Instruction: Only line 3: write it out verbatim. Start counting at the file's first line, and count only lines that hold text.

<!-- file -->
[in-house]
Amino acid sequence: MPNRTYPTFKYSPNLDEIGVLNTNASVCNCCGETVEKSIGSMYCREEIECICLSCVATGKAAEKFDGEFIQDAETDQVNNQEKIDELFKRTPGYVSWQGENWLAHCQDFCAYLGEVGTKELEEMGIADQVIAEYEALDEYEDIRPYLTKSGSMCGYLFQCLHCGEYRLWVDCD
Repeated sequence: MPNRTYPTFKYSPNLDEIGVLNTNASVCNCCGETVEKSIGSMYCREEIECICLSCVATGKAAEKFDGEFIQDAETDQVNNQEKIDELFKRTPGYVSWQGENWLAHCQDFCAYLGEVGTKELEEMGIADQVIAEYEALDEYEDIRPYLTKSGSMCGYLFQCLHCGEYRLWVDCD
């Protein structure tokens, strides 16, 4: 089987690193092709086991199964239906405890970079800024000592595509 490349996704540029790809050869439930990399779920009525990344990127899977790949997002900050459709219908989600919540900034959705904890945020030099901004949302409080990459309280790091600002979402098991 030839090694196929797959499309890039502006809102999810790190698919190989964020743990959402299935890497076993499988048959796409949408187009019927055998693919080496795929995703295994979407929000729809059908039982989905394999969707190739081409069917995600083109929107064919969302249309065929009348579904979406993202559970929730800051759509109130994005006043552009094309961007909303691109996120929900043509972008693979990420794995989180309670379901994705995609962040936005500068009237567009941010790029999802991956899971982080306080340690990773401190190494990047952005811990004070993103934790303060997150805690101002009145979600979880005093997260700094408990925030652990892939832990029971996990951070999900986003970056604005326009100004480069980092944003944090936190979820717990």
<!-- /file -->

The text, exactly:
Repeated sequence: MPNRTYPTFKYSPNLDEIGVLNTNASVCNCCGETVEKSIGSMYCREEIECICLSCVATGKAAEKFDGEFIQDAETDQVNNQEKIDELFKRTPGYVSWQGENWLAHCQDFCAYLGEVGTKELEEMGIADQVIAEYEALDEYEDIRPYLTKSGSMCGYLFQCLHCGEYRLWVDCD